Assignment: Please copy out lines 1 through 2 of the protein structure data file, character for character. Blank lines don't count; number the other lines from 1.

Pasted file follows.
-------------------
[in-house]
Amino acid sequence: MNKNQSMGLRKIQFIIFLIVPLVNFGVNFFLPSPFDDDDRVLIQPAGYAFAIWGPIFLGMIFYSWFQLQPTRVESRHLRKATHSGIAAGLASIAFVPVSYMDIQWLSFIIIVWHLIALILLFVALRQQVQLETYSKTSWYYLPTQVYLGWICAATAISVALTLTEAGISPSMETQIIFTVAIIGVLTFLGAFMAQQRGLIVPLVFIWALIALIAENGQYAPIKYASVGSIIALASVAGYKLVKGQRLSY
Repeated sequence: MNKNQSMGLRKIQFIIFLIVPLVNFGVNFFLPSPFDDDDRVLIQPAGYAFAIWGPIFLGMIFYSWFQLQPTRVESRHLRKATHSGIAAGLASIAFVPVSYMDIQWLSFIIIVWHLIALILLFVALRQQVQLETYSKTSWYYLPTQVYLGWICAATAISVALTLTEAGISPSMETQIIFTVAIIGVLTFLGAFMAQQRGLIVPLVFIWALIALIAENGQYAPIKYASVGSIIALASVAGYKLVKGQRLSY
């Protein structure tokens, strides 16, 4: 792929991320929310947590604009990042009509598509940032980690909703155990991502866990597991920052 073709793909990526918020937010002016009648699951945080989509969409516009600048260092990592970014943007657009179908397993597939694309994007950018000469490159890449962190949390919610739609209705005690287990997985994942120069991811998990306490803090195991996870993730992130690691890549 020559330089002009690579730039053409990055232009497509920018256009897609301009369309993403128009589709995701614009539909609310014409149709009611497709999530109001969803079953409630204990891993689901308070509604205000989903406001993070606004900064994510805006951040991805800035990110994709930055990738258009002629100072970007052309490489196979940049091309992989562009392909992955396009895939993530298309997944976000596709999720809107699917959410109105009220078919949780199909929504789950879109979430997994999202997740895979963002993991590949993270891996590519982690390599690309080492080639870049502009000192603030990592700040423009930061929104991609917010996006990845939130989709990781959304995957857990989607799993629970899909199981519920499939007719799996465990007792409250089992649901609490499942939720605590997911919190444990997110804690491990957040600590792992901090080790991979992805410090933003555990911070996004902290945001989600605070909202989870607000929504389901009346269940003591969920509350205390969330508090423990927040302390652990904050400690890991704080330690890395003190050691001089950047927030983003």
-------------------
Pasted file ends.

[in-house]
Amino acid sequence: MNKNQSMGLRKIQFIIFLIVPLVNFGVNFFLPSPFDDDDRVLIQPAGYAFAIWGPIFLGMIFYSWFQLQPTRVESRHLRKATHSGIAAGLASIAFVPVSYMDIQWLSFIIIVWHLIALILLFVALRQQVQLETYSKTSWYYLPTQVYLGWICAATAISVALTLTEAGISPSMETQIIFTVAIIGVLTFLGAFMAQQRGLIVPLVFIWALIALIAENGQYAPIKYASVGSIIALASVAGYKLVKGQRLSY